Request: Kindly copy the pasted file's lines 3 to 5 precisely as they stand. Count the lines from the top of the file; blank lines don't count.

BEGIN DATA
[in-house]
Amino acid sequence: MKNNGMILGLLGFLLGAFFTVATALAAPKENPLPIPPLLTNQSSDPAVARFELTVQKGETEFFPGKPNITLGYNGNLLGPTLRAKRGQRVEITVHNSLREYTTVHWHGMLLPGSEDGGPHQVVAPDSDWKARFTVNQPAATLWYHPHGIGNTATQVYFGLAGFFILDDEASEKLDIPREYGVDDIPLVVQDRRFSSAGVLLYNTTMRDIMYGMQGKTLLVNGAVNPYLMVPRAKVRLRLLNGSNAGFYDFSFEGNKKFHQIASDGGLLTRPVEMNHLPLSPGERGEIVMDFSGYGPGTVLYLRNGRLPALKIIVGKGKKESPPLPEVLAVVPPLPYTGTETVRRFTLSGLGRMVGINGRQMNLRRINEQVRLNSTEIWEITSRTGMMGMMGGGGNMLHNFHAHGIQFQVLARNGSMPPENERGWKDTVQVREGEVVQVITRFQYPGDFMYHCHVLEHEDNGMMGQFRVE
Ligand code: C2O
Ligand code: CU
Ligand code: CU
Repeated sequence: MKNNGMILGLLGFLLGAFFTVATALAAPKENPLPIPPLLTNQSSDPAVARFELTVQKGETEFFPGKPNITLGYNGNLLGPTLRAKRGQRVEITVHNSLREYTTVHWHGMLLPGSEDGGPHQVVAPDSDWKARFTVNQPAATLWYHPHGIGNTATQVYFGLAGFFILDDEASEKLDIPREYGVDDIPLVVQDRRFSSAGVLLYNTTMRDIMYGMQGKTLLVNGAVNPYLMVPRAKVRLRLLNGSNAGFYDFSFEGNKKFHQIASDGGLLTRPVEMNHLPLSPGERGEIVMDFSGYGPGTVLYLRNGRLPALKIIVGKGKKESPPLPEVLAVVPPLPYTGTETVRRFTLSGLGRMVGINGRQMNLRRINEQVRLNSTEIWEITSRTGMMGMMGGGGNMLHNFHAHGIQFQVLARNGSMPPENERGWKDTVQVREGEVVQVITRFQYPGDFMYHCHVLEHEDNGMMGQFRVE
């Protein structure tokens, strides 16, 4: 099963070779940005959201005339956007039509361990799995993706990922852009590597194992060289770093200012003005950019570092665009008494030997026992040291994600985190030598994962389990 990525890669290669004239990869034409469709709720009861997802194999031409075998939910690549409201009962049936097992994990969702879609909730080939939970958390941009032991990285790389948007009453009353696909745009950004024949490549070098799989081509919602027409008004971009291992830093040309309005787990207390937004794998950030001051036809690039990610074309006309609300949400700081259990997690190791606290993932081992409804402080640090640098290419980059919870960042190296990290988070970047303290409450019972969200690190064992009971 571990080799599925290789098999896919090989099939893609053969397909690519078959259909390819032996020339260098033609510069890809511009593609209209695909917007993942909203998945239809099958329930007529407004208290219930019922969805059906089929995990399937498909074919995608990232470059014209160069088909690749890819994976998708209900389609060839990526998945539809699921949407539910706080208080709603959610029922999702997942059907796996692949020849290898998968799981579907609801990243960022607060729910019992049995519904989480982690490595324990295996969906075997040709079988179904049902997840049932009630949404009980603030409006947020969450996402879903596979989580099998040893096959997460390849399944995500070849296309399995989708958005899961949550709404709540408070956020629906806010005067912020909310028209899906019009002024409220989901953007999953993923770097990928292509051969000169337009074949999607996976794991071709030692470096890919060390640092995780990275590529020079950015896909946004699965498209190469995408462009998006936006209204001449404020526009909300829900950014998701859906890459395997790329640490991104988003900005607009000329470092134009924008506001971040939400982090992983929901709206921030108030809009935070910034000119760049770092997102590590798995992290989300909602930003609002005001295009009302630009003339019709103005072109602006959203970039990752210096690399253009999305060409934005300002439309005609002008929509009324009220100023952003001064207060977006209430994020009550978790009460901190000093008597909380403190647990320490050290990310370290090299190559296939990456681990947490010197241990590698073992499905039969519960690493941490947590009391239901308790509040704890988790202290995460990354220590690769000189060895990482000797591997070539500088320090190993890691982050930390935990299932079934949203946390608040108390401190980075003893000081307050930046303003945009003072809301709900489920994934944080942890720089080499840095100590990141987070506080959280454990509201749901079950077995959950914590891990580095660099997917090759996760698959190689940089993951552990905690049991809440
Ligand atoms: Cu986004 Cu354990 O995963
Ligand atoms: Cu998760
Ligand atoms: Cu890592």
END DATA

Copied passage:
Ligand code: C2O
Ligand code: CU
Ligand code: CU